Interesting within my study results is the focus on the Specialist High Skills Major – the Environment, particularly as it relates to supportive funding for the program. There is a paucity of research related to the ways in which environmental educational policy impacts curricular initiatives. One study tracked the efforts of educators at nine different research sites within the United States, funded by a grant from the National Institute of Environmental Health Sciences (NIEHS), to develop and implement innovative interdisciplinary curriculum on the relationship of the environment and human health (Martina, Hursh, & Markowitz, 2009). The NIEHS concluded that the interdisciplinary nature of learning about environmental health would improve students' learning across several subject areas. However, these goals were undermined by state polices linking standardized tests with student promotion and graduation, and the federal No Child Left Behind Act (NCLB) resulting in school funding reductions, resonant with the impacts of the aforementioned deprioritization of environmental-oriented curriculum in Canada during this same era.
The original model of the TPB (Ajzen, 1991) as illustrated in the section above includes personal attitude, subjective norms and perceived behavioural control in order to predict intentions towards behaviour. Former research (Yuhni & Heesup, 2010) has shown that the TPB can be an affective theoretical framework to use when addressing environmental issues. This research focused on customers’ intention to pay conventional hotel prices for a green hotel. The essence of these green hotels was based on the environmental benefits that could be achieved by reusing towels or using recycled toilet paper. Results of this study show that an extensive model of the TPB can be used to predict consumers’ behaviour sufficiently. A psychological construct that the researchers have added to the classical TPB was benefit awareness. This construct proved to be an important factor in customers’ decision making. Over the years more (sub-)constructs were added (eg. financial attitudes, personal norms, perceived health risks) to the classic theoretical framework (Ajzen, 2011; Visschers et al., 2016).
Third, the present study added to the literature by exploring the moderating effects of self- identity. Specifically, the current findings showed that, in line with Charng and colleagues’ research (1988), past behaviour became significantly stronger predictors of intention and behaviours as self- identity became stronger. This result supports the assumptions of identity theory, suggesting that the self-concept drives intentions and behaviour for repeated behaviours. Moreover, similar to the findings of Terry et al. (1999), the present work found that the predictive role of PBC on intentions was reduced as self-identity increased. This outcome is contrary to the Cheng and Chiu (2014) findings, which showed that higher self-identity was associated with stronger intentions (to enrol in business ethics courses) when PBC was stronger. It might be that the perception of personal control in engaging pro-environmentalbehaviour was more relevant for Italian householders who did not define themselves as strongly pro-environmentalist; and vice-versa, those who affirmed their pro- environmental identity with appropriate behaviour, accorded less importance to the eventual factors that might facilitate or impede planned pro-environmental behaviours. Similar to Gardner et al. (2012), we found no evidence that self-identity moderated the intention-behaviour relationship.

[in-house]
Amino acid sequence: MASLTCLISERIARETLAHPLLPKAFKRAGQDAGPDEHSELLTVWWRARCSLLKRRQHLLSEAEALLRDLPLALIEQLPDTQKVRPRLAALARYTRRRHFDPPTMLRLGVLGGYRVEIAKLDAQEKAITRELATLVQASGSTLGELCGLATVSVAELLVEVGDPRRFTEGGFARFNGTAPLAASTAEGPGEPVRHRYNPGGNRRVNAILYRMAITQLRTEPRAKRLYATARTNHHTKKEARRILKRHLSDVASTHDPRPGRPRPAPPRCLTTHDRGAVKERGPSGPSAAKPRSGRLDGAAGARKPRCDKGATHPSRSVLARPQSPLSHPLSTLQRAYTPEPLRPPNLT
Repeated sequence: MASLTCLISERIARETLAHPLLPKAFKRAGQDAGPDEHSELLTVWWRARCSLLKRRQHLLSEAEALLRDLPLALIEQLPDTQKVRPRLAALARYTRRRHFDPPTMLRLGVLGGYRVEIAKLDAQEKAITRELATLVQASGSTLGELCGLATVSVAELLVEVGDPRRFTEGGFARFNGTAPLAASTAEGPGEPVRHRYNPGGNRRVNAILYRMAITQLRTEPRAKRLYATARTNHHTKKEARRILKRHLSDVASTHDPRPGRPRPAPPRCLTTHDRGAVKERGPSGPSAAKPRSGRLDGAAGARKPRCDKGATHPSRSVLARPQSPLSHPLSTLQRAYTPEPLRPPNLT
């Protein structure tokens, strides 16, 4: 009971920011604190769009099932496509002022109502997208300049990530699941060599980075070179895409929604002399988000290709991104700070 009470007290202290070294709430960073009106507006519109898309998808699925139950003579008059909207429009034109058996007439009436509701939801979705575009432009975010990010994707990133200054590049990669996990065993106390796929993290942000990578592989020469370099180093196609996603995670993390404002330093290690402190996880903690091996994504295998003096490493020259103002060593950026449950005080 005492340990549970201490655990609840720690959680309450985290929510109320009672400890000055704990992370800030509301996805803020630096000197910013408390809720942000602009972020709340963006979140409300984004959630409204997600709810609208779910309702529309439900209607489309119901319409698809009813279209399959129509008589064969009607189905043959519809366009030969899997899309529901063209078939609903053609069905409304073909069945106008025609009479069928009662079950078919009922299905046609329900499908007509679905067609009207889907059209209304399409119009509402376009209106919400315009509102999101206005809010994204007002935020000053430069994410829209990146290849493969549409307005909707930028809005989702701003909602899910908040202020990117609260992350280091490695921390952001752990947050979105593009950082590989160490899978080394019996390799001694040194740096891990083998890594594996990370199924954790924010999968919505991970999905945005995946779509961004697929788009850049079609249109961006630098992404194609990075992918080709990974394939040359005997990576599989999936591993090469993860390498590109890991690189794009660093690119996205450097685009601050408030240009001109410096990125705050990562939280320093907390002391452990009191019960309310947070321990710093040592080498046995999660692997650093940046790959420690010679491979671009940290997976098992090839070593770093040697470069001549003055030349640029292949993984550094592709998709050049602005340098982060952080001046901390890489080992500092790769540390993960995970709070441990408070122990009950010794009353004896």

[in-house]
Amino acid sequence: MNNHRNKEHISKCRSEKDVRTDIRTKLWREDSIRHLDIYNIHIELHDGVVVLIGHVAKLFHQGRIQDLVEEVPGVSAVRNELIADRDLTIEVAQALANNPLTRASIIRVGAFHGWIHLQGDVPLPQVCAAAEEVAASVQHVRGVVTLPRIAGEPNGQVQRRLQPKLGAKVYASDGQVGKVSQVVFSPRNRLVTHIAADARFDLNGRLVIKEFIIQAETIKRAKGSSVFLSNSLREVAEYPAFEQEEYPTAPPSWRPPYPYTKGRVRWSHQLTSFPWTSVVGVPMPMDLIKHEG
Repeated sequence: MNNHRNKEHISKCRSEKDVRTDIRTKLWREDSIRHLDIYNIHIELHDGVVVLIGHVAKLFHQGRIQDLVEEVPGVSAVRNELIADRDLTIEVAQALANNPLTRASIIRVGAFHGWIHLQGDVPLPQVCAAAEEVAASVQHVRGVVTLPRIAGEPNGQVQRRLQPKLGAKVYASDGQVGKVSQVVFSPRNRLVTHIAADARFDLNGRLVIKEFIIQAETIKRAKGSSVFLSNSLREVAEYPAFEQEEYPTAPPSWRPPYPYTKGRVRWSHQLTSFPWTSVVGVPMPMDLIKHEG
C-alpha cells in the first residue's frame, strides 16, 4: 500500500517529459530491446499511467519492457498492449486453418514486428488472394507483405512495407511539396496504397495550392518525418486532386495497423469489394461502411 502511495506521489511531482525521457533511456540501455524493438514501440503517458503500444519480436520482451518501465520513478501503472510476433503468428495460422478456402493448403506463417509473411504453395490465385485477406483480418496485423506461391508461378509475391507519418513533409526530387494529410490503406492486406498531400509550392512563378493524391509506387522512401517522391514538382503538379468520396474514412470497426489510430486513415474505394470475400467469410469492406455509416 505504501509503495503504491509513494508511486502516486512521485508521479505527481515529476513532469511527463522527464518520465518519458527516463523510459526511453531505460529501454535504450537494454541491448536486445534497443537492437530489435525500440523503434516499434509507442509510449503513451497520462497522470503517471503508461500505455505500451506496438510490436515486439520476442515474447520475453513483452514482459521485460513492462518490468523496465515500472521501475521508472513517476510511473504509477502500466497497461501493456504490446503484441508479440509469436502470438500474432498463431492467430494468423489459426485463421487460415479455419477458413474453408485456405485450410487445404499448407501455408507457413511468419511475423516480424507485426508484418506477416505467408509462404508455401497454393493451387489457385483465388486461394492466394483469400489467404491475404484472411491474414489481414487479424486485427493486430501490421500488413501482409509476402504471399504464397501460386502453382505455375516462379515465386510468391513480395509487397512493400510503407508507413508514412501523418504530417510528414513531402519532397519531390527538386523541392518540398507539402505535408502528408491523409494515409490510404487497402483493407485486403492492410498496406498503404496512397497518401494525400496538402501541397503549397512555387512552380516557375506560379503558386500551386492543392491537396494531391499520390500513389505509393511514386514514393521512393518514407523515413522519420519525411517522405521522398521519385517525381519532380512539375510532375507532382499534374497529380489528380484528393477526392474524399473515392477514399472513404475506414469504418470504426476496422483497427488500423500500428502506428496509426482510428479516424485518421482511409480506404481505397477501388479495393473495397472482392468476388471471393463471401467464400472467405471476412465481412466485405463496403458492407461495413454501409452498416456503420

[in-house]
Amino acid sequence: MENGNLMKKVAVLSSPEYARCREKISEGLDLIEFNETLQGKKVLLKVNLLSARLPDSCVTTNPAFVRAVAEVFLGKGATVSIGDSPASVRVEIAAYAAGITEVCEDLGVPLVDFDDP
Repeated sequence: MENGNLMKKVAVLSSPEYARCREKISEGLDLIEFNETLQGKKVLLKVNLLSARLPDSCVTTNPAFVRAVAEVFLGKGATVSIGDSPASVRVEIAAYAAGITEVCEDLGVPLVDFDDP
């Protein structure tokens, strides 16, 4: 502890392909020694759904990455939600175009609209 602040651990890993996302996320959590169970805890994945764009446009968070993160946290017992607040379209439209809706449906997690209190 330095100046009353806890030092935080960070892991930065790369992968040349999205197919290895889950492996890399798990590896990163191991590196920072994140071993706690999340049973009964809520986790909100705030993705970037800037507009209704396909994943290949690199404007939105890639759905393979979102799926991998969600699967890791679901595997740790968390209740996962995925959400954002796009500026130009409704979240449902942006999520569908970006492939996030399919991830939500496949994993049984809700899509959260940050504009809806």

Hoyer and Mac Innis (2004) stated in his study that consumers’ value and belief need to be given importance, while examining and analyzing the influences on consumer’s purchase decisions. (Reser and Bentrupperbaumer, 2005; Stern, 2000) further asserted that, environmental values play an important role in pro-environmentalbehaviour. Values of a person affect his or her belief, which in return influences personal norms of customers that further lead to preference for green product of pro-environmentalbehaviour. However, an individual who is conscious and concerned about the environment does not necessarily, behave in a green way when it comes to purchase of products. This causes value and action gap. (Kollmuss and Agyeman, 2002) explored different internal and internal factors that encourage or lead to pro-environmentalbehaviour and found some competing and conflicting factors, directly related to consumers’ daily purchase decisions. (Ohtomo and Hirose, 2007) found that people, who are environmentally conscious and aware, do not necessarily behave in a pro environmental way.
The external EMS factor, ‘regulatory/legal demands/pressures’ (83%) also exerts influence on Nigerian organisations. This result is in line with previous studies [8, 33, 34], which conclude that government-backed regulation is a strong driver of pro-environmentalbehaviour, and will continue to promote the adoption of EMS certification standards. Regulatory drivers are an influential driver for pro-environmentalbehaviour in developing countries like Nigeria, particularly because a failure to achieve regulatory compliance ultimately leads to unwanted outcomes like legal sanctions, fines, penalties and loss of operating licenses and permits. Organisations wishing to implement environmental initiatives become immediately aware of the existence of legal requirements, and their responsibility to operate within them.